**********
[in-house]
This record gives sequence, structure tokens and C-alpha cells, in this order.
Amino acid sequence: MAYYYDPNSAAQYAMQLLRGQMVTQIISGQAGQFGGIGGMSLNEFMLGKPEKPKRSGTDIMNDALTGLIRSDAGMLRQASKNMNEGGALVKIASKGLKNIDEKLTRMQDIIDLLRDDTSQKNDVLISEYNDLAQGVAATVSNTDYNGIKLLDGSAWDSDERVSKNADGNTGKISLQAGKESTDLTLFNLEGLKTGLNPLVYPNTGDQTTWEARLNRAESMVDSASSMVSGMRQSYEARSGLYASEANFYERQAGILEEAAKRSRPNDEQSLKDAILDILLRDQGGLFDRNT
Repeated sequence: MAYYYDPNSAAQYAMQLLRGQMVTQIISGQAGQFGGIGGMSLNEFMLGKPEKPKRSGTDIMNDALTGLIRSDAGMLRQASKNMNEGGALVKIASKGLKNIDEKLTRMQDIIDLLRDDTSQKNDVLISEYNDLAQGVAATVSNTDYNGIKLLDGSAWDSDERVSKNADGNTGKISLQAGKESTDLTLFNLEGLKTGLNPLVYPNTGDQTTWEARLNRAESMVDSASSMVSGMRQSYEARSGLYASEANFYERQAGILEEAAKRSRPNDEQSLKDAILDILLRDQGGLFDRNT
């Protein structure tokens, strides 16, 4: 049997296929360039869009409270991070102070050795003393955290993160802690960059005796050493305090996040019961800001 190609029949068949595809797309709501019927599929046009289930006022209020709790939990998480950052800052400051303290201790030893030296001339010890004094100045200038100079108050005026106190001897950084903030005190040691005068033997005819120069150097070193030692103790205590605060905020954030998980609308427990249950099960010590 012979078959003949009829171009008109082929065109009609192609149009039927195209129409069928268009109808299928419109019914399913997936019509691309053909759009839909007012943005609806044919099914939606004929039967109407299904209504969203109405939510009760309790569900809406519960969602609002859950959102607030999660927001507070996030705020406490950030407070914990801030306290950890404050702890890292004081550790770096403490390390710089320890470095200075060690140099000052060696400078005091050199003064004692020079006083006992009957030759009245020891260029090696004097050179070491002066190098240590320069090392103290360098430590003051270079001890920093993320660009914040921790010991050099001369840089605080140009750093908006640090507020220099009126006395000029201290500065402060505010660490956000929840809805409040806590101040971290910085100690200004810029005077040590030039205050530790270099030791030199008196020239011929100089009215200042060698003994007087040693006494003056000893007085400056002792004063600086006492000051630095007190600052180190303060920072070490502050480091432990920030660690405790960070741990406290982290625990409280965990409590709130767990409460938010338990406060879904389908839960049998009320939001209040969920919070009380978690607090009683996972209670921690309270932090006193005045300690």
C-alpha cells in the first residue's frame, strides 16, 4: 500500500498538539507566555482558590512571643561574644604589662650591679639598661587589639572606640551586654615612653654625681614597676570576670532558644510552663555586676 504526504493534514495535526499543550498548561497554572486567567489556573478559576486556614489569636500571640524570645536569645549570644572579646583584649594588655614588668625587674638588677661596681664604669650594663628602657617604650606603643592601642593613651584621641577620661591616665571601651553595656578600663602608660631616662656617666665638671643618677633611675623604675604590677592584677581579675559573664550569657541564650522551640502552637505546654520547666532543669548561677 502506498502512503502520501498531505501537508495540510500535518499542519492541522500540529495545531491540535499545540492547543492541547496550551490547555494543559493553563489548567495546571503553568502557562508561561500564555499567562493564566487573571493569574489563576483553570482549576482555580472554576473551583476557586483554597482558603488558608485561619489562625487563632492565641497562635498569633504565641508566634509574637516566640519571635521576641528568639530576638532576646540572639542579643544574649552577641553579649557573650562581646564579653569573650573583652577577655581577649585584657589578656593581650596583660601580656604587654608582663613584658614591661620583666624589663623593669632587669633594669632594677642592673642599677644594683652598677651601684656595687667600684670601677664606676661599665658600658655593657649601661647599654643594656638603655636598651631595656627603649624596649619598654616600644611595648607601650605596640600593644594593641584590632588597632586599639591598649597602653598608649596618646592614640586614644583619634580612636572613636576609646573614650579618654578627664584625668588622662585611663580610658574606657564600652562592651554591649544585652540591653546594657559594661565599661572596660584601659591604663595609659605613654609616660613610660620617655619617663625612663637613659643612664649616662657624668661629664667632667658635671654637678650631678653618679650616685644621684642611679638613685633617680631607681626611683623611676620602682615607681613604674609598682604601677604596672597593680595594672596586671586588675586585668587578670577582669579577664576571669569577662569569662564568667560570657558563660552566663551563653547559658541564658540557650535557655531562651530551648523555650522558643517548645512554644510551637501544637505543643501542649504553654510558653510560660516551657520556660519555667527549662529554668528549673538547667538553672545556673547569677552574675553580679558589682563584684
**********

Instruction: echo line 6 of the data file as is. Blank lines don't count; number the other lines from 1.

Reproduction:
C-alpha cells in the first residue's frame, strides 16, 4: 500500500498538539507566555482558590512571643561574644604589662650591679639598661587589639572606640551586654615612653654625681614597676570576670532558644510552663555586676 504526504493534514495535526499543550498548561497554572486567567489556573478559576486556614489569636500571640524570645536569645549570644572579646583584649594588655614588668625587674638588677661596681664604669650594663628602657617604650606603643592601642593613651584621641577620661591616665571601651553595656578600663602608660631616662656617666665638671643618677633611675623604675604590677592584677581579675559573664550569657541564650522551640502552637505546654520547666532543669548561677 502506498502512503502520501498531505501537508495540510500535518499542519492541522500540529495545531491540535499545540492547543492541547496550551490547555494543559493553563489548567495546571503553568502557562508561561500564555499567562493564566487573571493569574489563576483553570482549576482555580472554576473551583476557586483554597482558603488558608485561619489562625487563632492565641497562635498569633504565641508566634509574637516566640519571635521576641528568639530576638532576646540572639542579643544574649552577641553579649557573650562581646564579653569573650573583652577577655581577649585584657589578656593581650596583660601580656604587654608582663613584658614591661620583666624589663623593669632587669633594669632594677642592673642599677644594683652598677651601684656595687667600684670601677664606676661599665658600658655593657649601661647599654643594656638603655636598651631595656627603649624596649619598654616600644611595648607601650605596640600593644594593641584590632588597632586599639591598649597602653598608649596618646592614640586614644583619634580612636572613636576609646573614650579618654578627664584625668588622662585611663580610658574606657564600652562592651554591649544585652540591653546594657559594661565599661572596660584601659591604663595609659605613654609616660613610660620617655619617663625612663637613659643612664649616662657624668661629664667632667658635671654637678650631678653618679650616685644621684642611679638613685633617680631607681626611683623611676620602682615607681613604674609598682604601677604596672597593680595594672596586671586588675586585668587578670577582669579577664576571669569577662569569662564568667560570657558563660552566663551563653547559658541564658540557650535557655531562651530551648523555650522558643517548645512554644510551637501544637505543643501542649504553654510558653510560660516551657520556660519555667527549662529554668528549673538547667538553672545556673547569677552574675553580679558589682563584684